The Cayman Islands government has spent more than $10 million in relation to the failed Operation Tempura corruption investigation since 2007.
However, there are likely millions more dollars in expenditures related to the probe that have never been made known and which one former auditor general declined to examine.
Another former auditor general, Dan Duguay, has always maintained his initial queries into Tempura investigation spending are what led to his ouster from the office after his contract was not renewed in early 2010. Mr. Duguay was the last government official to look into the ill-fated investigation’s spending, and his exact tally only went through January 2009.
The Tempura audit revealed that $5.7 million was spent on the investigation from September 2007 to January 2009. Mr. Duguay estimated a further $1.1 million was spent from February 2009 through June 2009, but it did not specifically review costs for that period.
Those costs included money spent on U.K. Metropolitan Police officers seconded for the investigative efforts, additional cash for U.K.-based law enforcement consulting firms, official travel, housing, transport and office accommodations in Cayman.
The estimates of further $1.1 million in spending between February 2009 and June 2009 were based on the costs continuing at the January 2009 levels, according to Mr. Duguay’s audit. However, the Operation Tempura team was in Cayman through the end of 2009, and some officials involved in the probe stayed and were later hired by the Royal Cayman Islands Police Service in April 2010. Any costs related to continued work from July 2009 and beyond were never audited.
When Alastair Swarbrick took over the audit office later in 2010, his long-term plan included a second look at “value for money” received by Cayman for the Tempura investigation.
However, in 2013, when asked about the potential new audit for Operation Tempura spending, Mr. Swarbrick said he did not see any “value” in delving back into the issue.
More than $3.1 million has been spent on legal settlements and attorneys fees related to ongoing Tempura court battles, but it is likely that amount does not even reflect half of what was actually spent.
The wrongful arrest of former Grand Court Justice Alex Henderson during the Tempura investigation cost government $1.275 million to settle in 2008. However, details of other settlements reached with former RCIPS Police Commissioner Stuart Kernohan, Deputy Commissioner Rudi Dixon and retired Police Inspector Burmon Scott were never made public due to various non-disclosure agreements.
Legal bills for other matters cost nearly $1.8 million as of early 2014, but that sum also may not account for all the costs incurred. Those expenses included:
The Attorney General’s Chambers spent $728,700.17 for outside counsel in relation to the wrongful termination lawsuit Mr. Kernohan filed in May 2009 over his firing from the RCIPS. The lawsuit was settled in early 2014
Another $299,618.37 was paid for outside attorneys in relation to a case the attorney general’s office described as “Bridger matters.” This is presumably a reference to a case filed against former Operation Tempura senior investigator Martin Bridger by attorneys general in Cayman and the U.K. seeking to recover documents Mr. Bridger held from the investigation between 2007 and 2009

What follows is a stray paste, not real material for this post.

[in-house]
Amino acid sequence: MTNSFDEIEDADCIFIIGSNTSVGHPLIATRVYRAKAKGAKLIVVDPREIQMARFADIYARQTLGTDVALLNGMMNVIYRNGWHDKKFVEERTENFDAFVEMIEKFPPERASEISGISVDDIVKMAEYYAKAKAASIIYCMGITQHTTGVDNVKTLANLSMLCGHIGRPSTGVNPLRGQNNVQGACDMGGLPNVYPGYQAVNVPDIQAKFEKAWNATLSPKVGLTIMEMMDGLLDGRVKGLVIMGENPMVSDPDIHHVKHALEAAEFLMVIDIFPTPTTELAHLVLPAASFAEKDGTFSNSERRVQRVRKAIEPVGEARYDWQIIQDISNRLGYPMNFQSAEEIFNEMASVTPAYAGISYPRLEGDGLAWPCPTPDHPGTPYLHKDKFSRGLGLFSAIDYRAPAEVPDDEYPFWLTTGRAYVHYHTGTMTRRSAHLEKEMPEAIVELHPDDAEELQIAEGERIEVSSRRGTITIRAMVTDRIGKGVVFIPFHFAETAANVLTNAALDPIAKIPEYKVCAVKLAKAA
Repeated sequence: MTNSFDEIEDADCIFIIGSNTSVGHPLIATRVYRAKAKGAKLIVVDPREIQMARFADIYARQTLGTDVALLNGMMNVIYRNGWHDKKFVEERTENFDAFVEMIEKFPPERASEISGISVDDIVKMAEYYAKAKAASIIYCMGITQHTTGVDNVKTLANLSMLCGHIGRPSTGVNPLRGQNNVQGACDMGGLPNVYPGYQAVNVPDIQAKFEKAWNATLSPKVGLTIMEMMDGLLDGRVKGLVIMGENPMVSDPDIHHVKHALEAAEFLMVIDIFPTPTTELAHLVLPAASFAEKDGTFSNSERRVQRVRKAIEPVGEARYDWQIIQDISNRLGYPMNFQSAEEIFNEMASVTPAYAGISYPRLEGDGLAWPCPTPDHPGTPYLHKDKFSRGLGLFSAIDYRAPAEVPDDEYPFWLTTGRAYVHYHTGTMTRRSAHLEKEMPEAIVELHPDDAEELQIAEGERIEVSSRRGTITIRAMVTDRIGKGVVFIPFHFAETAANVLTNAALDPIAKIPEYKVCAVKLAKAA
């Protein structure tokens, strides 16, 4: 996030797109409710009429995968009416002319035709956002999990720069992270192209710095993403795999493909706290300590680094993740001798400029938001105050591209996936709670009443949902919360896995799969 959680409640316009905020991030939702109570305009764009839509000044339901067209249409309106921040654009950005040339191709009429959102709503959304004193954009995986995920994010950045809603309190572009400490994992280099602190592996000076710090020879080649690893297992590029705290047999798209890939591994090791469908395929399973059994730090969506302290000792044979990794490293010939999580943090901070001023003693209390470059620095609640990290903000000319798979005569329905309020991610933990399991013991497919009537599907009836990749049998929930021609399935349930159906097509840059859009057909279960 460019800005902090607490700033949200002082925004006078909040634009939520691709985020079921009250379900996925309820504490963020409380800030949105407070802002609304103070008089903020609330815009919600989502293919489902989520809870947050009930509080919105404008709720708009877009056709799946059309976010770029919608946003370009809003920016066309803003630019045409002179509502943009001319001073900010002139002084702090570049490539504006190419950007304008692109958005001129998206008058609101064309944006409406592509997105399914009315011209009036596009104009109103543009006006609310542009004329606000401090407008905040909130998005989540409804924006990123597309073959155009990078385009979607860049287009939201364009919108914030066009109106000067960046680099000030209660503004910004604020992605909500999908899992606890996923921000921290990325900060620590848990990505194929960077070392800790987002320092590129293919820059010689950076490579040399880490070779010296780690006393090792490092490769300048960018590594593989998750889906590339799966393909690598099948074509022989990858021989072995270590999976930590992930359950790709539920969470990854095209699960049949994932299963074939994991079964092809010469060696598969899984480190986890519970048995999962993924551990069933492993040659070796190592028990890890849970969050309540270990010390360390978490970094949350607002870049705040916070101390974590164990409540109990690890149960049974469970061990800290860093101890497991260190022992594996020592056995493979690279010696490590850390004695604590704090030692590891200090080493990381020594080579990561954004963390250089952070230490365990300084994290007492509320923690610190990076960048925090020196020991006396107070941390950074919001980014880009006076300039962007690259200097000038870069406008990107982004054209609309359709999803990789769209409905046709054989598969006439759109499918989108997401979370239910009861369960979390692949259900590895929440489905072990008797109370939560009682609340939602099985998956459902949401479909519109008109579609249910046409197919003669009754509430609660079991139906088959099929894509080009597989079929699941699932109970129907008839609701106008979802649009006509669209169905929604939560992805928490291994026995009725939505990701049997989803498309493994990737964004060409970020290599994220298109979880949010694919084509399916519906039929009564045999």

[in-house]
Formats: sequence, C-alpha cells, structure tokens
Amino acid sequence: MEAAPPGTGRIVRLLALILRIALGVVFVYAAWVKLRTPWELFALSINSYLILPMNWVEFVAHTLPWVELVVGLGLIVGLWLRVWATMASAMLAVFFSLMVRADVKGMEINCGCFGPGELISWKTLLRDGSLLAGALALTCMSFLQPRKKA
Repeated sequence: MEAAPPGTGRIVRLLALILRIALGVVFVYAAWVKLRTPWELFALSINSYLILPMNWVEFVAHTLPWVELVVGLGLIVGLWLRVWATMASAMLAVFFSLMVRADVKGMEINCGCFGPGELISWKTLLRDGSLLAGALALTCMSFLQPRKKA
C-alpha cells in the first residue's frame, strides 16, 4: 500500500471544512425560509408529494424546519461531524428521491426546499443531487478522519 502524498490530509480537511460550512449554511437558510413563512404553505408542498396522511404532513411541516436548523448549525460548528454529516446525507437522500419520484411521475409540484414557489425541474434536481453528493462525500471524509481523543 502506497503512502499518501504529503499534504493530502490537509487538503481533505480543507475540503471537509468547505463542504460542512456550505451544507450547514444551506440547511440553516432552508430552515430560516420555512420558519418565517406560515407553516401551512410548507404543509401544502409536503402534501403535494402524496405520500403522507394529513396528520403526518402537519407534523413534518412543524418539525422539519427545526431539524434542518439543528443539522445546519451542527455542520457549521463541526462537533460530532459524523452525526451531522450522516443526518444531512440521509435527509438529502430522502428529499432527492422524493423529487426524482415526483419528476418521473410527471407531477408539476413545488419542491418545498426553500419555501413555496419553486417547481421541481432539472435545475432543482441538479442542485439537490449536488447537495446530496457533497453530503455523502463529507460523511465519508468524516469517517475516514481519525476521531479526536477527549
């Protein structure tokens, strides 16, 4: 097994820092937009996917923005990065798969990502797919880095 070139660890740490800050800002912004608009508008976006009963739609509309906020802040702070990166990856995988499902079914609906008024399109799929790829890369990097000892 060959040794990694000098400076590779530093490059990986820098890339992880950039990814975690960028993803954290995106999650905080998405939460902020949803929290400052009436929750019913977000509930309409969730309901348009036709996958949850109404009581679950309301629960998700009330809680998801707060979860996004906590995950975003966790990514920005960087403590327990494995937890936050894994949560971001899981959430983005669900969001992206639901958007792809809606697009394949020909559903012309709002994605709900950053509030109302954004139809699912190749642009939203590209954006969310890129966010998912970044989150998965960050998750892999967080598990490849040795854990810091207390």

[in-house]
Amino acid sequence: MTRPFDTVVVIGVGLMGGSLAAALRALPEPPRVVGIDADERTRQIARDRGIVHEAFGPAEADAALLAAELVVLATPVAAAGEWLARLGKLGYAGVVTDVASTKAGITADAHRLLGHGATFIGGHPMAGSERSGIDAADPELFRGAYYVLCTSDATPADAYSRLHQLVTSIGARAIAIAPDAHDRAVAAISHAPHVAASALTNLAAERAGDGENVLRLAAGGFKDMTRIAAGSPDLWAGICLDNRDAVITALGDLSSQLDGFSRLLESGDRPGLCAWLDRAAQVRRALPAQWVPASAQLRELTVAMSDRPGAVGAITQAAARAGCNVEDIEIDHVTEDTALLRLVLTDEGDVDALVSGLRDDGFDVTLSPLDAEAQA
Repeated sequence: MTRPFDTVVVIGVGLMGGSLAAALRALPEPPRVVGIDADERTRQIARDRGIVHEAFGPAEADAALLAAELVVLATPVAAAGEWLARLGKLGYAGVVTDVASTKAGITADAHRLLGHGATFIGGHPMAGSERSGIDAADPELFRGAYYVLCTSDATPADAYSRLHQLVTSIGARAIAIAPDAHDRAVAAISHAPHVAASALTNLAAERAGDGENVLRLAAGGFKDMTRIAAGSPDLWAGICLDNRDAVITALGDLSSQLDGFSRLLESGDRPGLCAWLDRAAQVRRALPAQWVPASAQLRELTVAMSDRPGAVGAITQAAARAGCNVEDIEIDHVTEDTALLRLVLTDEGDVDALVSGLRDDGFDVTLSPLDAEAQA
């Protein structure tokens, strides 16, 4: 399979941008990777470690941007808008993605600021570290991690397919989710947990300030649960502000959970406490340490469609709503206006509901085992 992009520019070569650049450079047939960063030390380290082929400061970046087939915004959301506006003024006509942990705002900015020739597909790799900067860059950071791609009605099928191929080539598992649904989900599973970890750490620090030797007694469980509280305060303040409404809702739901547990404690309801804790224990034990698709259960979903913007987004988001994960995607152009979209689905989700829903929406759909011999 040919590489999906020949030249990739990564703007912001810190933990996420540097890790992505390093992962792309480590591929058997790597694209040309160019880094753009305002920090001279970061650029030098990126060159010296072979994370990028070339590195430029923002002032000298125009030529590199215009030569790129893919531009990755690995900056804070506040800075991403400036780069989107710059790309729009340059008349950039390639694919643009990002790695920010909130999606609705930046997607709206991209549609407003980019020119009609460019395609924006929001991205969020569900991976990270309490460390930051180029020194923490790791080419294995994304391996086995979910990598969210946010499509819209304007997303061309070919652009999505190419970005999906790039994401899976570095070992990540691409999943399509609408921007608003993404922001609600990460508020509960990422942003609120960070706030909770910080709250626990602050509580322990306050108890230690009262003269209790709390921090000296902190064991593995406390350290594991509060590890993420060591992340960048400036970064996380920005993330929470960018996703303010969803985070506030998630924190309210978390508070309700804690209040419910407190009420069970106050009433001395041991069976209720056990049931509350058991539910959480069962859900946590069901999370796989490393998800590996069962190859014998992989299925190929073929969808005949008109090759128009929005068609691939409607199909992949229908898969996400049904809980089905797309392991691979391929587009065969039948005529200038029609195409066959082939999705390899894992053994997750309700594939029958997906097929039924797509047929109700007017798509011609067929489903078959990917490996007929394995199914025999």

A government payment of $343,214 went for “Polaine/Bridger complaints.” This is a reference to money spent on an evaluation of a complaint former Operation Tempura legal adviser Martin Polaine filed with the U.K. Foreign and Commonwealth Office in the aftermath of the failed investigation. Mr. Polaine later dropped the matter, but Mr. Bridger carried it forward, alleging misconduct on the part of some members of the Cayman judiciary, as well as certain members of the attorney general’s chambers
The territory’s former government said the Polaine/Bridger allegations were “without merit,” but the government spent another $375,000 in legal fees haggling over the public release of that report between 2014 and 2016 before finally releasing a redacted version of it.
Finally, $41,617 was spent on outside attorney’s fees in what is termed the “A. Henderson matter.” This was in relation to the lawsuit filed by Mr. Henderson over his 2008 arrest.
Not all spending in relation to the Operation Tempura probe took place in the Cayman Islands.
According to records obtained by the Cayman Compass and reports in the U.K. press, former Operation Tempura senior investigator Martin Bridger had been paid roughly CI$250,000 (£180,000) in legal assistance as of mid-2014 and had authorization at the time to receive about CI$372,500 (£268,000) more should the need arise.
The veteran police officer has told the Compass that he had sought additional financial assistance from the U.K. Metropolitan Police in defending civil claims brought against him by the Cayman Islands government in Britain. Mr. Bridger said during 2014 that he received a £200,000 bill from the Cayman government following a hearing in the U.K. where Caymanian officials attempted to recover certain records they believed the retired U.K. lawman still had in his possession.
Mr. Bridger said at the time that he feared his family’s home would have to be mortgaged in order for him to afford rapidly mounting legal bills related to civil actions filed against him in the Tempura matter.
Mr. Bridger was also placed under investigation in the Cayman Islands sometime during 2013 over what officials alleged was a bogus complaint he made about senior Cayman and U.K. officials lying to him about certain issues in the Tempura investigation. That criminal investigation lasted more than four years and the matter was only set aside last month with no charges against Mr. Bridger.